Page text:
Short PR interval

  PR interval < 120 msec (< 3 small squares).

  P wave is normal: upright in leads II, III and avF.

  QRS width is normal.




Lown-Ganong-Levine (LGL) Syndrome

  There are paroxysms of tachycardia (AVNRT, etc.) in addition to the above findings.

  The diagnosis of LGL syndrome should not be made if there are no attacks of paroxysmal tachycardia.




Causes of short PR interval:

  Short PR interval (with a normal QRS width and normal P wave but without delta wave).

  Lown-Ganong-Levine Syndrome.

  Wolff-Parkinson-White (WPW) Syndrome: Short PR interval, normal P wave, delta wave

      resulting in a wide QRS complex.

  Coronary sinus rhythm (low atrial rhythm): P wave is negative in leads II, III and aVF.



Click here for Wolff-Parkinson-White (WPW) syndrome







ECG 1. Short PR interval and normal width of QRS complex in a young woman. The absence of delta wave and wide QRS
complex excludes the diagnosis of WPW syndrome.

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ECG 2. The ECG above belongs to a 17 years-old boy who complains of attacks of palpitations. The PR interval is short.

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ECG 3. Short PR interval in a 7 years-old boy. He had previously undergone balloon dilatation for coarctation of the aorta.

Pediatric cardiologist Dr. Mahmut Gokdemir has donated the above ECG to our website.

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ECG 4a. The resting ECG of a 16 years-old male shows short PR interval. He complained of attacks of palpitation.

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ECG 4b. One week later, the same patient's ECG showed supraventricular tachycardia (heart rate is 205/minute).
Now, the diagnosis is Lown-Ganong-Levine (LGL) syndrome.

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ECG 5. Shortening of the PR interval may be too subtle to detect at first glance.
The ECG above belongs to a 14 years-old boy with a PR interval of 110 msec.

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ECG 6. Shortening of the PR interval in a middle-aged woman.

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ECG 7. The ECG above belongs to a 73 years-old man with chronic hypertension. He complained of typical effort angina.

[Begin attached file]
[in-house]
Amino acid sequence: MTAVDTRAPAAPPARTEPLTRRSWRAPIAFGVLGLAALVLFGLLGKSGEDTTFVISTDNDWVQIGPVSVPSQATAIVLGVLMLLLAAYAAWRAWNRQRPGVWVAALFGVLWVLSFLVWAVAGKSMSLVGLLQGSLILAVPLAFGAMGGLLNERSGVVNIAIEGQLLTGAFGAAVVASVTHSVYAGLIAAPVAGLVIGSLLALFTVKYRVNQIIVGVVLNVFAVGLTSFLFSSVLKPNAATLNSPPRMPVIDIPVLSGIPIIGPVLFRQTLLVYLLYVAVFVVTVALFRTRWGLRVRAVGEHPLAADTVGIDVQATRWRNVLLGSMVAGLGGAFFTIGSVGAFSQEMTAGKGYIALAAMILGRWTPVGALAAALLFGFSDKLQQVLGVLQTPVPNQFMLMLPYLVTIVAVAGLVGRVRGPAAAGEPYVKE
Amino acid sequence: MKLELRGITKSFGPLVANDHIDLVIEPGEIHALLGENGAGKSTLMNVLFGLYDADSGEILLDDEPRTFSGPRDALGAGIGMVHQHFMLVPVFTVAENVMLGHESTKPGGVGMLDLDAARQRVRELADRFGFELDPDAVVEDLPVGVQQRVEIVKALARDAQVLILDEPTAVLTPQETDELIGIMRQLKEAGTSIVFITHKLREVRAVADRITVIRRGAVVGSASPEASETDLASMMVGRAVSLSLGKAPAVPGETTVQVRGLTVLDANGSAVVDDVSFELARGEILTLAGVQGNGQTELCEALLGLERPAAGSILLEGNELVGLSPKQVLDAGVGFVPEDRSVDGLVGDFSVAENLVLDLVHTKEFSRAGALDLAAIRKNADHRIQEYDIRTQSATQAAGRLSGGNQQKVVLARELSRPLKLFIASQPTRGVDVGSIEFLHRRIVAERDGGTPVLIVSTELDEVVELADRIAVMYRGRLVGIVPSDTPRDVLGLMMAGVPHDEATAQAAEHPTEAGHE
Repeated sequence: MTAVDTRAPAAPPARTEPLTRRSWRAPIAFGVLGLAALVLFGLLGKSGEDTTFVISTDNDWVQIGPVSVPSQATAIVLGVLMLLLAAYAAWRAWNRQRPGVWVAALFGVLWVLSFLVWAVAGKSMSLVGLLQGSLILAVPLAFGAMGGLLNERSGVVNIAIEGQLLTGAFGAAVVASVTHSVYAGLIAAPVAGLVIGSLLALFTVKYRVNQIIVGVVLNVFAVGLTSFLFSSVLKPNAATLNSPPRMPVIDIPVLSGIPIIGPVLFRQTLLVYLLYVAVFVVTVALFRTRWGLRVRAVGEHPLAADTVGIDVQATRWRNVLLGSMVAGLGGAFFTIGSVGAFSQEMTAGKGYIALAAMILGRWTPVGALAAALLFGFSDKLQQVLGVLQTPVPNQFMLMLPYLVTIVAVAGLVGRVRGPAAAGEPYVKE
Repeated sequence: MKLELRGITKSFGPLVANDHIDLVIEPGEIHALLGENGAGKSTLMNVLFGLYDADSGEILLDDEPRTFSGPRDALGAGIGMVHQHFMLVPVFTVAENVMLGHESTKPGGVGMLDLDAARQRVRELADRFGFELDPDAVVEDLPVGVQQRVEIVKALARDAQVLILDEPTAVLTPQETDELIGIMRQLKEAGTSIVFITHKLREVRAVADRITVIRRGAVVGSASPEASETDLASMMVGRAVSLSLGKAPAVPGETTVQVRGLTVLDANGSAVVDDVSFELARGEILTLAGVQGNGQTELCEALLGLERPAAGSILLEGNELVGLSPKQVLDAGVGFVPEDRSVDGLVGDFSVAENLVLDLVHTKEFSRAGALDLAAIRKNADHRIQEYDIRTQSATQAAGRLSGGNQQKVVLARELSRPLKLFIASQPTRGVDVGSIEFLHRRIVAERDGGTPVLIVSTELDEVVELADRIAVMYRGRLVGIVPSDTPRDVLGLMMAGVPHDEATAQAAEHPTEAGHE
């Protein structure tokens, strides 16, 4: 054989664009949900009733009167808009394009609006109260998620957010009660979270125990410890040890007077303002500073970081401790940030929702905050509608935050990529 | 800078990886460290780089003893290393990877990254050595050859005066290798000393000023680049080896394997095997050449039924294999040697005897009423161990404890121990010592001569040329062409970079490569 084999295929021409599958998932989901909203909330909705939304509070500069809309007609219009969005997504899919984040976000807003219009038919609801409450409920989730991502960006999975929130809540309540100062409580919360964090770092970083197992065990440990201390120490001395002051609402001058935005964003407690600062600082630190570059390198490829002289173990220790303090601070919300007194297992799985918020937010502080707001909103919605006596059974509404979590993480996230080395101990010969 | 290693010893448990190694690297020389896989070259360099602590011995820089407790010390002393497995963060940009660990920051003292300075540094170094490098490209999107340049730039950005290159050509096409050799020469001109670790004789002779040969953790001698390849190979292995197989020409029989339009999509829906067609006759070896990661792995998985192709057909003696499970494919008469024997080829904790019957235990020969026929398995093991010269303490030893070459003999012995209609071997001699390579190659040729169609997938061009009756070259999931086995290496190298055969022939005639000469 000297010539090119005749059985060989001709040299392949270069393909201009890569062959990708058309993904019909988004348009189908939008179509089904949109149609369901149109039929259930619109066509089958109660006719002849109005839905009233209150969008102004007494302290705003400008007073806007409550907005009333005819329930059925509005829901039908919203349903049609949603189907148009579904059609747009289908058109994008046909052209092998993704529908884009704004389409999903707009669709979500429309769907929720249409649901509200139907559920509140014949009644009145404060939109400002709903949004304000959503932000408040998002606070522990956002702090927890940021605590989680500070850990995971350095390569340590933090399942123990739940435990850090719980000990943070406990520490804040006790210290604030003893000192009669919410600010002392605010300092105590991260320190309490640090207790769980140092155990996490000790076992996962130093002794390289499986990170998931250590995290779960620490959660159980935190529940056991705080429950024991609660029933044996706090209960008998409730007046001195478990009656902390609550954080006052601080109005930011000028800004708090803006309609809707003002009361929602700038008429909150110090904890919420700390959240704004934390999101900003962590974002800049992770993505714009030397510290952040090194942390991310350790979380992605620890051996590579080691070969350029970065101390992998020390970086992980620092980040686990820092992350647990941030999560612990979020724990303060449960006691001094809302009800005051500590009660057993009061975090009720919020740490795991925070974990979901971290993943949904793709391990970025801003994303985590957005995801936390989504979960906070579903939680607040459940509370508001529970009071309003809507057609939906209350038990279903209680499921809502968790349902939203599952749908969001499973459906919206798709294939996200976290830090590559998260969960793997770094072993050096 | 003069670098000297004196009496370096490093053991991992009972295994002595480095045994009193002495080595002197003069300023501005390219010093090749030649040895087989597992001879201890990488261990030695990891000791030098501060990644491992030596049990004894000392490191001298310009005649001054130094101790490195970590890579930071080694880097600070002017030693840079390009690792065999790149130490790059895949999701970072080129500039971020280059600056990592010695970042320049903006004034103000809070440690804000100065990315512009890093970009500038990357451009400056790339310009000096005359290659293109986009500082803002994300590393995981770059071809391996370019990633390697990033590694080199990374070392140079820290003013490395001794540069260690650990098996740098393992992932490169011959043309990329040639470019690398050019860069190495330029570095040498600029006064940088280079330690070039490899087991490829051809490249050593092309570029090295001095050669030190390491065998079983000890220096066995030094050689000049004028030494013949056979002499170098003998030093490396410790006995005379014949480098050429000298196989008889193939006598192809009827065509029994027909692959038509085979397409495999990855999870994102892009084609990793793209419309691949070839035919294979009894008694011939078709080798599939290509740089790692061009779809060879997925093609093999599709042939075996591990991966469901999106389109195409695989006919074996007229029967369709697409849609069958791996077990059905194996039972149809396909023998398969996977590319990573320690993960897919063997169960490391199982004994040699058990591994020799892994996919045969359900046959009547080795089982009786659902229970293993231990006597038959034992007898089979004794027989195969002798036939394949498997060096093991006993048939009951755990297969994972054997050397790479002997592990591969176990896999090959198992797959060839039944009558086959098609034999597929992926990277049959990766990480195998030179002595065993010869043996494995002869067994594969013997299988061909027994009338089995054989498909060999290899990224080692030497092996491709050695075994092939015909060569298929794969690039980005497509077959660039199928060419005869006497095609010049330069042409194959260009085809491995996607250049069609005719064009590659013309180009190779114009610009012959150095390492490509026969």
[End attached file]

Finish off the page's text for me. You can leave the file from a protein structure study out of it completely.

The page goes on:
His ECG shows increased voltage suggestive of left ventricular hypertrophy, strain pattern and short PR interval.
Coronary angiography was performed on the same day and 95% stenosis was detected in the LAD coronary artery.
His ECG does not show typical ischemic changes. Patients with stable angina may have normal ECGs during the angina-free
period. If there are no dynamic ECG changes (suggesting unstable angina pectoris) in such a patient, it will be impossible to
diagnose coronary artery disease without performing further diagnostic tests.

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ECG 8. Short PR interval in the ECG of a 51 years-old man with old inferior myocardial infarction. PR interval is 110 msec.
Q waves in II, III, aVF and negative T waves in III and aVF denote to old inferior wall myocardial infarction.

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ECG 9a. The ECG above belongs to an apparently healthy 39 years-old asymptomatic man.
Short PR interval is accompanied by right bundle branch block. PR interval is 110 msec.

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ECG 9b. The same patient's ECG summary is seen above.





ECG 10. Short PR interval (95 ms) in a 13 years-old girl with a normal ECHOcardiogram. No delta wave is seen.

Pediatric cardiologist Dr. Mahmut Gokdemir has donated the above ECG to our website.

Click here for a more detailed ECG




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